Feeding frenzy

soity banerjee | Updated on September 05, 2014


Spicy palate: Chilli pickle prepared by Gitika Saikia for an OUMK lunch

Viva la France: Camembert prepared by the Mehra brothers Photo: Prateeksh Mehra

Deep-fried delights: Roycin D’Souza at his Makin’ Bacon stall at a music festival in Mumbai last year

Prateeksh Mehra (in picture) and his brother Agnay brew beer and makecheese in their Mumbai apartment

Agnay Mehra

Strangers no more: Nidhi Jolly serving at the OUMK dinner she hosted sourajit ghosal

Trendsetters: Sheetal and Ranjith Rajasekharan launched OUMK earlier this year

Ahoy Ahomiya: Gitika Saikia with her husband at an OUMK lunch they hosted

Munchies on the move: Karan Malik with Super Sucker, his food truck, in Delhi Photo: Ramesh Sharma

Everyone’s a foodie now. If you want bragging rights, you have to be an extreme foodie

In 1936, when a transatlantic voyage on the new French liner SS Normandie was akin to a ride on the Virgin Galactic today, someone at a hotel in Paris had a bright idea. He decided to open a grand grillroom in the liner’s likeness — the now legendary Le Relais Plaza — for those who had missed the boat.

Nearly 80 years later, it may seem uncharitable to think of some of India’s latest food entrepreneurs as those who missed the boat. But it’s not entirely inaccurate. They chose MBAs over hotel management, trained as tattoo artists rather than chefs, spent their savings on a house not a restaurant... and all this when the time was ripe for new ideas and business models, and Masterchef Australia was but one season old.

With the food evolution now near-complete — since sumac rolls off the tongue as easily as sambar and carbon steel German knives make for appropriate birthday gifts — no food dream is big enough, no idea extraordinary. But the boat-missers are not giving up yet. Paddling hard to make up for lost time, they are going to great lengths to stand out in a grand, but overcrowded grillroom. We seek out just such a crop of culinary daredevils and extreme foodies in the country.

Dining in

‘Don’t talk to strangers’ is often good advice. But what do you do if you are an extreme foodie? Well, you invite some home for dinner.

Litigator Sumeet Lall is, understandably, wary of strangers. So when Shailaja, his corporate lawyer-wife, threatens to spend Saturday night with some, he insists on joining her. (He blames it on the Capital’s unsafe streets, she on Murder 2, which they watched together on cable the previous night.)

Nidhi Jolly, a marketing professional and marathoner, and our host for tonight, has no such qualms. She meets us at the door like she would old friends, dressed in a pastel sheath, nude heels and an eyeball-grabbing neckpiece she picked up on one of her many travels. To her, so deliciously illicit is the thrill of discovery, of unplanned conversation, that she chooses not to google her dinner guests.

What if we were serial killers, I ask.

Are you, she replies in mock dread, before dissolving into laughter and setting the tone for an evening that turns out to be — strangely — a lot of fun.

At this, the first of many such pop-up meals across Delhi, Mumbai and Pune (Bangalore and Kolkata are next), we’ve been brought together by the love of food — a multi-course Mediterranean spread — and by OnceUponMyKitchen. An online marketplace, OUMK seeks to build a network of guests and home cooks who have all, at least once, dreamed the restaurant dream.

Not entirely out-of-the-box — supper clubs and underground dining have been thriving in the shadows of Indian metros for a while now — but novel in its own way, the website encourages amateur cooks to turn their dining table into a restaurant and their dinner parties into a profit-making proposition (OUMK and the hosts have a 10 per cent share each in the price of a meal). That it also puts them in the path of other food-obsessed people and potential friends is but the icing on the cake. Or in this case, pine nuts in the Yotam Ottolenghi-inspired Moroccan carrot salad.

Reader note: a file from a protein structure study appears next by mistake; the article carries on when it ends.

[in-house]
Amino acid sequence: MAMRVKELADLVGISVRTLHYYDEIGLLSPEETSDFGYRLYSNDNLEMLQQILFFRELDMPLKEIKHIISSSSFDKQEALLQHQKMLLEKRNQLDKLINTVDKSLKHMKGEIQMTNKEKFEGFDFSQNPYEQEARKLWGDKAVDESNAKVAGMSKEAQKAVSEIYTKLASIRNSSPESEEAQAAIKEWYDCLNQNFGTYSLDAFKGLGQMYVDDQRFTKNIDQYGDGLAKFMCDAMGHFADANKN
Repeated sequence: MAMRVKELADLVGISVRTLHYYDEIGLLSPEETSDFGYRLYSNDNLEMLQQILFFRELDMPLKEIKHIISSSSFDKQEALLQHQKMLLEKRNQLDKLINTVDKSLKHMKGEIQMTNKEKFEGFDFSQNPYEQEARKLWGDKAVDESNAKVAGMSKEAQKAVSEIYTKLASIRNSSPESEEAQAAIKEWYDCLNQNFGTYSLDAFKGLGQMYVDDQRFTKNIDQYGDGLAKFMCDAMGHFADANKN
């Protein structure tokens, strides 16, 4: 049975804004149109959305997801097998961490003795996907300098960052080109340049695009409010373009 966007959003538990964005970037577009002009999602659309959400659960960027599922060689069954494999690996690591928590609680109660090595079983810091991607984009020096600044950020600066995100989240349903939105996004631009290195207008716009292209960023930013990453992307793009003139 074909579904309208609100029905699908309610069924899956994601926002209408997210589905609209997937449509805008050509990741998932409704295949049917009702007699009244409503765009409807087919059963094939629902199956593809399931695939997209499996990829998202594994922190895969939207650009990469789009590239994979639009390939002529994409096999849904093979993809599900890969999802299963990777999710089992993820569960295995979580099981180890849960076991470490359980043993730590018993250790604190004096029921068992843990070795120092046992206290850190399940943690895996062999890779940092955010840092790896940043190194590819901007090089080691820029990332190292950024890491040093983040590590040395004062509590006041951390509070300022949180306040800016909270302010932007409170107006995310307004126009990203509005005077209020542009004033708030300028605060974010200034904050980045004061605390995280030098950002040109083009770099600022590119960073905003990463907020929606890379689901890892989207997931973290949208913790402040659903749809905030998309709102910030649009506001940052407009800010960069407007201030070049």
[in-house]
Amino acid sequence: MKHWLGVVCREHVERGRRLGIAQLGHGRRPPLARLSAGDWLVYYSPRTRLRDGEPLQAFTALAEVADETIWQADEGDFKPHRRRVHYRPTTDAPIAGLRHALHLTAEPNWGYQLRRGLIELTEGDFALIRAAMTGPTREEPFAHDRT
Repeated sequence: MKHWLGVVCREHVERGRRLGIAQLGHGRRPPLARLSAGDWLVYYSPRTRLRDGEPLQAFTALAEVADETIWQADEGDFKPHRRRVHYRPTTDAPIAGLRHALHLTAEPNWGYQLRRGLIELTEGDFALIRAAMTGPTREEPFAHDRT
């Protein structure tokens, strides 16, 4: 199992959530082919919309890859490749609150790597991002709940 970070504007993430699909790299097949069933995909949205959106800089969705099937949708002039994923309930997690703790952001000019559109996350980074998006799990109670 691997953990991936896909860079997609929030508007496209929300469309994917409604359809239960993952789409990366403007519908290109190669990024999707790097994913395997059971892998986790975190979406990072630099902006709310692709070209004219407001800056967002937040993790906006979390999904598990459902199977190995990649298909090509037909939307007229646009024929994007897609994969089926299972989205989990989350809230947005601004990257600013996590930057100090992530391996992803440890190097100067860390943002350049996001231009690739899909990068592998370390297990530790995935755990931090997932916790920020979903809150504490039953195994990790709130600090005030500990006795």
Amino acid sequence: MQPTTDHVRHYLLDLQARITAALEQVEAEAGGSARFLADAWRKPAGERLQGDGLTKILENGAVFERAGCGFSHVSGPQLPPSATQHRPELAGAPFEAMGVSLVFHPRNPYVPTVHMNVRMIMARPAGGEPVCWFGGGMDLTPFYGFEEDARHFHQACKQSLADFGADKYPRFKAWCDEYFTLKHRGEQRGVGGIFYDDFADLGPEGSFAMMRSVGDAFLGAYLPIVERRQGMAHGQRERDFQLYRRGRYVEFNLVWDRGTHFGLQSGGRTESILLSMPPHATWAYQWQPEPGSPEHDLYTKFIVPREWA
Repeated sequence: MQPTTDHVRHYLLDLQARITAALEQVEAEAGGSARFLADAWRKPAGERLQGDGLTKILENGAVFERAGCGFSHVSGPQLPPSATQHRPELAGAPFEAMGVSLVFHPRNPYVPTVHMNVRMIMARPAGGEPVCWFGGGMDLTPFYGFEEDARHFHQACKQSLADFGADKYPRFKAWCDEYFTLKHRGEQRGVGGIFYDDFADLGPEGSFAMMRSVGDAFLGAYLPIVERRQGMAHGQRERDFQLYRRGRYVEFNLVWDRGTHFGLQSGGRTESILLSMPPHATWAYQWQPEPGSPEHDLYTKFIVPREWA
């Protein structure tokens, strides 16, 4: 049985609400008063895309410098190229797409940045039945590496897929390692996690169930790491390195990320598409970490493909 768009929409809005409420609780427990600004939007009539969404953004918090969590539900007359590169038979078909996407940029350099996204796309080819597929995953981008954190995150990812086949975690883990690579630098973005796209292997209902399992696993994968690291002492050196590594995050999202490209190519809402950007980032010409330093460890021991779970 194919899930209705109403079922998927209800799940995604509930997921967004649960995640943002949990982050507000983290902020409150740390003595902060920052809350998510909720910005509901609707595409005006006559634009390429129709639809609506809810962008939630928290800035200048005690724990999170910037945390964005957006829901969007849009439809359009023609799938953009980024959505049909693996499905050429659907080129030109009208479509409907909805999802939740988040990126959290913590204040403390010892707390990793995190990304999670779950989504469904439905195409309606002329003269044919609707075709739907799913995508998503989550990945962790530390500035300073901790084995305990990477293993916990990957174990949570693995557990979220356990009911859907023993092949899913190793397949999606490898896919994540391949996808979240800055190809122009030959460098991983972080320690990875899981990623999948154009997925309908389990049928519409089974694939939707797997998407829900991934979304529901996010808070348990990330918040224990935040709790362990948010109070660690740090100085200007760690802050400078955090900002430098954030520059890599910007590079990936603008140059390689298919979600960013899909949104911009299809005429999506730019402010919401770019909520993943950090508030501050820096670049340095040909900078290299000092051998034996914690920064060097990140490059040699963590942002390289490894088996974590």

Launched mid-February, by Mumbai-based husband-wife duo Ranjith and Sheetal Rajasekharan, OUMK has been attracting more hosts (over 120 at last count) than guests in its first month of operation. Among them are journalists, designers, boardroom regulars, advertising professionals and at least one delightful conversationalist. Nigel Fernandes, who runs a tattoo studio in Mumbai (and whose first OUMK dinner was sabotaged by chickenpox), has been cooking Goan Christian and Emirati food for friends on almost every weekend of his adult life. With a Goan father and Mangalorean mum, schooling in Dubai and England, tattoo courses in Singapore, and other travels through his almost decade-long MNC stint, Fernandes has collected recipes and friends across time zones. Many of whom return routinely to his kitchen for signature barbecue ribs and Arabic biryani. Had he stuck to his original plan of opening a restaurant in Goa — he struck it off the bucket list when he realised just how many variables were involved and just how fickle tastes could be — business would have probably chugged along by word of mouth alone. With OUMK though, the stakes are low and (non-monetary) returns, just as many.

Ask Gitika Saikia, a marketing executive with Tech Mahindra, who has been squeezing weekend breakfasts and lunches for OUMK in what is a packed-like-the-local-train life in Mumbai. Hardly a challenge for Saikia, a feisty Dibrugarh girl who, on a holiday in Europe last year, queued up on a whim at the international border of Montenegro without a valid visa (“I had heard their food was to die for”). That she didn’t end up dead, or in an episode of Locked up Abroad, is a different matter, of course.

Like hatted chefs who fly their yellow fin tuna from Tokyo’s Tsukiji or white truffle from Piedmont, Saikia has been ‘importing’ bhut jolokia, lai haak (leafy greens that marry well with pork), khar (an alkali made from the cinder of banana stem or peel) and banana flowers (of bananas with seeds) ever since she moved 3,000km away from home. But after OUMK’s website went live, she says she finds herself greeting the courier delivery boys more often. Intent on giving Mumbai a taste of the diversity of Assam, Saikia hopes to introduce guests to the cuisines of Bodo, Dimasa, Karbi and her own Sonowal Kochari tribe. Meals are priced ₹600-700 per head. “Now, which restaurant would you find that at, you tell me,” she asks no one in particular.

Back at Jolly’s, the only thing more abundant than the food itself — from parmesan crisps and homemade bread to herb-stuffed tomatoes and an apple cake that could put Delia Smith to shame — is the food-related chatter. Pinned to the chair by tales of chasing salad trucks across town and by yet another helping of brownie buttons, time runs out long before the food does.

Heading out into the night, I discover my taxi is at large, when Lall and Shailaja step in to drop me home. In the back of a strange car, minutes shy of midnight, I lean back as we pick up the threads of an unfinished conversation and race along empty Delhi roads… Oddly, there’s nothing strange about it.